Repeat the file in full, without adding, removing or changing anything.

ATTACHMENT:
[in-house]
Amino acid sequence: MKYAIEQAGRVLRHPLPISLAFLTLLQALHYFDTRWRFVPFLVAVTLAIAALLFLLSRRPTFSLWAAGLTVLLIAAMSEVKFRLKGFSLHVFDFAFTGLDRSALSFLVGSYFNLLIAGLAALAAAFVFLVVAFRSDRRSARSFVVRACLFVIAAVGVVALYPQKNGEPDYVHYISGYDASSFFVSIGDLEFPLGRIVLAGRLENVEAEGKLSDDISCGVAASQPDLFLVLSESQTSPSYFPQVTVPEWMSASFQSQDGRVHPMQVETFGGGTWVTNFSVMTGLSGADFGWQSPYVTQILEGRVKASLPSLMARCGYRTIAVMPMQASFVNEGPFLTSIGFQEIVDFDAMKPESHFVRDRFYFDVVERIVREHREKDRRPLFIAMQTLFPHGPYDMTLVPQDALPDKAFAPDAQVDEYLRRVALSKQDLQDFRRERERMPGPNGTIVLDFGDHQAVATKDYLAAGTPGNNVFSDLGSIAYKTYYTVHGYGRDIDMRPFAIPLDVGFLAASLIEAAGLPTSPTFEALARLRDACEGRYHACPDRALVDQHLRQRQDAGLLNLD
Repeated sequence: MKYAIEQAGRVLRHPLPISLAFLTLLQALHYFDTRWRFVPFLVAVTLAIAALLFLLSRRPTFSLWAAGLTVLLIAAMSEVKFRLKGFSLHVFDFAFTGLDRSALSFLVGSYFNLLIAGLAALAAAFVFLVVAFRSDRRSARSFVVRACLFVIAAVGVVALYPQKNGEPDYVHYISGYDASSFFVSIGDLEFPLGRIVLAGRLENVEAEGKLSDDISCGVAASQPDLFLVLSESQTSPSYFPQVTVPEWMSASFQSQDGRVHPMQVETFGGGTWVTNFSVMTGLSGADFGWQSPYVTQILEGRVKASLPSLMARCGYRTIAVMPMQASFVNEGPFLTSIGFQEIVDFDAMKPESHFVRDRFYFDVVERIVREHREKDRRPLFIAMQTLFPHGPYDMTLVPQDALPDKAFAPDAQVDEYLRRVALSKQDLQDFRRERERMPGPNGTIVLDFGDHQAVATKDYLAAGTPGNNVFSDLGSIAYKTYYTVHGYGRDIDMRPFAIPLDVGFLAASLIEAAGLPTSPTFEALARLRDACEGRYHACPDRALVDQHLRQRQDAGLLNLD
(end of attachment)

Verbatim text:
[in-house]
Amino acid sequence: MKYAIEQAGRVLRHPLPISLAFLTLLQALHYFDTRWRFVPFLVAVTLAIAALLFLLSRRPTFSLWAAGLTVLLIAAMSEVKFRLKGFSLHVFDFAFTGLDRSALSFLVGSYFNLLIAGLAALAAAFVFLVVAFRSDRRSARSFVVRACLFVIAAVGVVALYPQKNGEPDYVHYISGYDASSFFVSIGDLEFPLGRIVLAGRLENVEAEGKLSDDISCGVAASQPDLFLVLSESQTSPSYFPQVTVPEWMSASFQSQDGRVHPMQVETFGGGTWVTNFSVMTGLSGADFGWQSPYVTQILEGRVKASLPSLMARCGYRTIAVMPMQASFVNEGPFLTSIGFQEIVDFDAMKPESHFVRDRFYFDVVERIVREHREKDRRPLFIAMQTLFPHGPYDMTLVPQDALPDKAFAPDAQVDEYLRRVALSKQDLQDFRRERERMPGPNGTIVLDFGDHQAVATKDYLAAGTPGNNVFSDLGSIAYKTYYTVHGYGRDIDMRPFAIPLDVGFLAASLIEAAGLPTSPTFEALARLRDACEGRYHACPDRALVDQHLRQRQDAGLLNLD
Repeated sequence: MKYAIEQAGRVLRHPLPISLAFLTLLQALHYFDTRWRFVPFLVAVTLAIAALLFLLSRRPTFSLWAAGLTVLLIAAMSEVKFRLKGFSLHVFDFAFTGLDRSALSFLVGSYFNLLIAGLAALAAAFVFLVVAFRSDRRSARSFVVRACLFVIAAVGVVALYPQKNGEPDYVHYISGYDASSFFVSIGDLEFPLGRIVLAGRLENVEAEGKLSDDISCGVAASQPDLFLVLSESQTSPSYFPQVTVPEWMSASFQSQDGRVHPMQVETFGGGTWVTNFSVMTGLSGADFGWQSPYVTQILEGRVKASLPSLMARCGYRTIAVMPMQASFVNEGPFLTSIGFQEIVDFDAMKPESHFVRDRFYFDVVERIVREHREKDRRPLFIAMQTLFPHGPYDMTLVPQDALPDKAFAPDAQVDEYLRRVALSKQDLQDFRRERERMPGPNGTIVLDFGDHQAVATKDYLAAGTPGNNVFSDLGSIAYKTYYTVHGYGRDIDMRPFAIPLDVGFLAASLIEAAGLPTSPTFEALARLRDACEGRYHACPDRALVDQHLRQRQDAGLLNLD